Gigaku is a silent dance drama brought to Japan from China. It is performed without words, by dancers wearing big masks.
The masks used for Gigaku are called Gigaku masks and they are different from the masks used for Bugaku or Noh. Gigaku masks are bigger and they cover the head, while other masks only cover the face. There are a number of different masks, corresponding to different roles in the play, including the human, demon, shishi lion and Herculean man masks.
More than a hundred gigaku masks are preserved in such historically important temples as Shousouin, Houryuu-ji and Toudai-ji and they have been designated as National Treasures.
Gigaku flourished around the 6th century in Japan and it was performed extensively in the precincts of temples and shrines in order to promote understanding of the Buddhist teachings. Shousouin temple has a set of Gigaku masks used largely for the gigaku dance that was held on the occasion of Daibutsu Kaigan (a ceremony to consecrate a newly made Buddhist image) at Toudai-ji in 752.
There are essentially two methods of making gigaku masks; kibori (wood carving) and kanshitsu (dry lacquer). Many of the wood carving masks were made from camphor and paulownia wood.
Popularly called “Chiryu Daimyojin,” Chiryu Shrine in Chiryu City, Aichi Prefecture, was one of the three distinctive shrines on the Tokaido Road in the Edo period (1603-1868). The shrine possesses a lot of precious cultural properties including the Tahoto pagoda, which is thought to have been built in the Muromachi period (1336-1573) and masks for Maigaku (court music), Noh plays and Shishi-mai (lion dance).
Among the renowned festivals held at this shrine, Akiba (Autumn Leaf) Festival in September every year serves as the annual festival of Akiba Shrine, a sub-shrine located in the precinct of Chiryu Shrine. According to the shrine festival record written in 1758, the kagura dance and ningyo-joruri (doll plays) were dedicated as the autumn festival in conformity to the Grand Festival of the main shrine in spring,
The main feature of Akiba Festival today is the display of tube fireworks, which started to be dedicated in 1907. During the day, young men of six towns of the city shoulder the box called “Tama-bako (ball case),” in which the stone representing a firework ball is placed, and valiantly parade through the city, singing “Nagamochi-uta.” When they return to the shrine in the evening, they stand in circle and display dynamic tube fireworks.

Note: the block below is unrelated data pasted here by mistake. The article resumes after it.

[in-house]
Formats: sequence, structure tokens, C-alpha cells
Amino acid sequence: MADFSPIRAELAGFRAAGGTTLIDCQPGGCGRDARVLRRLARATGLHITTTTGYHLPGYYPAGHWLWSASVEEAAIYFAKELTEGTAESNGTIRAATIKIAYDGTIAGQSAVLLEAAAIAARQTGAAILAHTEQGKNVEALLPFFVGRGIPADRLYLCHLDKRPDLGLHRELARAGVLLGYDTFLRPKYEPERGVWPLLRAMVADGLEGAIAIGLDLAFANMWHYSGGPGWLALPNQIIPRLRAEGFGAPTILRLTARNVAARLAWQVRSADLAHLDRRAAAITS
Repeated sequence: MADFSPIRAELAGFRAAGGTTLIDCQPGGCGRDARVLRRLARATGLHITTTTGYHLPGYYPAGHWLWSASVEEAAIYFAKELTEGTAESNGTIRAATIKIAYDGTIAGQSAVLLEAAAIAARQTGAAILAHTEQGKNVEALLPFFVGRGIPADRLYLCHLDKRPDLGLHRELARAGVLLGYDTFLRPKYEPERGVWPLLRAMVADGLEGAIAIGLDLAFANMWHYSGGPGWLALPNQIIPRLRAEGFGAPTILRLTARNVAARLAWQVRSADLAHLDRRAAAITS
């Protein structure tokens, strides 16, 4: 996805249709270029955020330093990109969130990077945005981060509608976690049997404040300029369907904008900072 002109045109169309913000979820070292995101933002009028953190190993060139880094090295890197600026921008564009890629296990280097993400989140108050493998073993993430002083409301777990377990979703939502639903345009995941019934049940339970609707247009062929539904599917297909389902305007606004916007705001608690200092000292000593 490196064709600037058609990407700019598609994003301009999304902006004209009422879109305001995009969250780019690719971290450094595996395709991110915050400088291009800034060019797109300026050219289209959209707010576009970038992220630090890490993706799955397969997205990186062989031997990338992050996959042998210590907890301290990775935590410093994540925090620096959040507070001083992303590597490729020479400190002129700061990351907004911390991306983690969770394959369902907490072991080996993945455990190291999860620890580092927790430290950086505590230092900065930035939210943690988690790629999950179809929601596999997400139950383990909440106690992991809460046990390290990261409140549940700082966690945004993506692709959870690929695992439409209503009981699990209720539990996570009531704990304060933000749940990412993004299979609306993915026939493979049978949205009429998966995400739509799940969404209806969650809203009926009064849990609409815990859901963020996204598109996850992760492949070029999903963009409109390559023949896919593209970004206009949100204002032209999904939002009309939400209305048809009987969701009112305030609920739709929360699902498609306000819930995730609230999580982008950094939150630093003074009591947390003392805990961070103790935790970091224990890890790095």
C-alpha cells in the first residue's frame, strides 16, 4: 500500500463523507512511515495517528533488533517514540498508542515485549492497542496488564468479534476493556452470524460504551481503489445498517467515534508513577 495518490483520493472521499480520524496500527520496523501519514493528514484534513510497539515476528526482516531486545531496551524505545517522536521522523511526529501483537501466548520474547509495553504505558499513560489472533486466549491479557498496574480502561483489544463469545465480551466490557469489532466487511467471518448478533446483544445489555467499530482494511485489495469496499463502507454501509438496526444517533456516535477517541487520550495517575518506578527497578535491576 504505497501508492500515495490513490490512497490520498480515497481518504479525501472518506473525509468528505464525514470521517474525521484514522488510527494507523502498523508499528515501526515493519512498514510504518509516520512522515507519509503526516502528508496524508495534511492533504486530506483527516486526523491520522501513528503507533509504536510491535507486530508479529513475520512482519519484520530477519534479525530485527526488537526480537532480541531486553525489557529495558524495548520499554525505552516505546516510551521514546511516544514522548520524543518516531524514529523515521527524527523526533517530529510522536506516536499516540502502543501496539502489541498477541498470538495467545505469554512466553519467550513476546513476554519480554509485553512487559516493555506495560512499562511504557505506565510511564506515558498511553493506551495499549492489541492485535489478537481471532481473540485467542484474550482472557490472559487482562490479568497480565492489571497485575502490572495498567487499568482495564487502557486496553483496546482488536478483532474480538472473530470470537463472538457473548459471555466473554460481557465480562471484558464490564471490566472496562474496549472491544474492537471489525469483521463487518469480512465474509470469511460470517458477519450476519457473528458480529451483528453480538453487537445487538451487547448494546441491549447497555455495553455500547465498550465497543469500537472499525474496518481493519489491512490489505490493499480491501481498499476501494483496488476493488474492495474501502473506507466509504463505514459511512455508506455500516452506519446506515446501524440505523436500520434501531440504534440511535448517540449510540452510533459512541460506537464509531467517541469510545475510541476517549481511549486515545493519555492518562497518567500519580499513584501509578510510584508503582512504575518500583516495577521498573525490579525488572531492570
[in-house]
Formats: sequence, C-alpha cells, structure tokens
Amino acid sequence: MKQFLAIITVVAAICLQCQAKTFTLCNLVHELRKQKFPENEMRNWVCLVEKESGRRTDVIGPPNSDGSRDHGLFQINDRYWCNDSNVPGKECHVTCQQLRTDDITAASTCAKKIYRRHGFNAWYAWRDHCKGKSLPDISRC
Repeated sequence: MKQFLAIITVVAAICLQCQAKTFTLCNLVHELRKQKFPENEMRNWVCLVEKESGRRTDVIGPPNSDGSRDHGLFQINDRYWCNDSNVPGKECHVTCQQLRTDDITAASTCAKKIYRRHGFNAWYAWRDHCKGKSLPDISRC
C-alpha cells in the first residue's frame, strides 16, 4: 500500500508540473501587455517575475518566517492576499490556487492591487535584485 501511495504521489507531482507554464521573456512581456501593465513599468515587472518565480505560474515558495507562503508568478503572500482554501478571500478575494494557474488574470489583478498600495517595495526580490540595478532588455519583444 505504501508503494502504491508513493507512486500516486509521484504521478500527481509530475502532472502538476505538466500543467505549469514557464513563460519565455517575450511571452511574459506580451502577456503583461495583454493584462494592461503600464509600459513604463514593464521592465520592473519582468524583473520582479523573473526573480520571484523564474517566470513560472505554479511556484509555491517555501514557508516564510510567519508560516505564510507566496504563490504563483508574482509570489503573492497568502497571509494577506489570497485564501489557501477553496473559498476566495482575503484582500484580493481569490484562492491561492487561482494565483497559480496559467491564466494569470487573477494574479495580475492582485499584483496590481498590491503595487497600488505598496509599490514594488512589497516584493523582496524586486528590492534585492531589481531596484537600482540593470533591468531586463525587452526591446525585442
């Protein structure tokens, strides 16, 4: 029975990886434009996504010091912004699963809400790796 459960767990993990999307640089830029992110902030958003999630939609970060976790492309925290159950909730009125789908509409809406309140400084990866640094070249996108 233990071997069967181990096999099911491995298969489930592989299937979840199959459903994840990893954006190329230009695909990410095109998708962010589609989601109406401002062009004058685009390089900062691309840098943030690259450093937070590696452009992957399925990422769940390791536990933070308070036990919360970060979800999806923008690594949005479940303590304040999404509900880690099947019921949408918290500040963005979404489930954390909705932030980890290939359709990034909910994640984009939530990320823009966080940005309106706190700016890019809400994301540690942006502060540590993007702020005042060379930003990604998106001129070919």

Chujo is one of the Male masks used to portray a male character. The Chujo mask is often used for a respectable noble man. It is said that the mask was modeled after Ariwara no Narihira, a famous Heian poet whose court rank was middle captain of the Inner Guard, chujo, hence the name of the mask.
While it has sharp facial features with slightly slanted eyes, its feminine and thin mouth, the high painted eyebrows and painted black teeth, which were typical of a court nobleman of that period, give a gentle impression. The two deep knots between the eyebrows create a melancholy countenance.
The Chujo mask is generally used to represent a spirit of the Heike prince or an aristocrat in such plays as “Kiyotsune,” “Michimori,” “Tadanori,” “Unrinin,” and “Tooru.”
Juroku is used to portray a male character such as a young warrior or a prince of the Heike clan. This mask is said to represent Taira no Atsumori (1169-1184), a nephew of Taira no Kiyomori. The name of the mask “Juroku (‘sixteen’ in Japanese)” is said to be derived from the fact that Taira no Atsumori died at the age of 16, when he was defeated by Kumagai Naozane in the Battle of Ichinotani, which is referred to in the Tale of the Heike.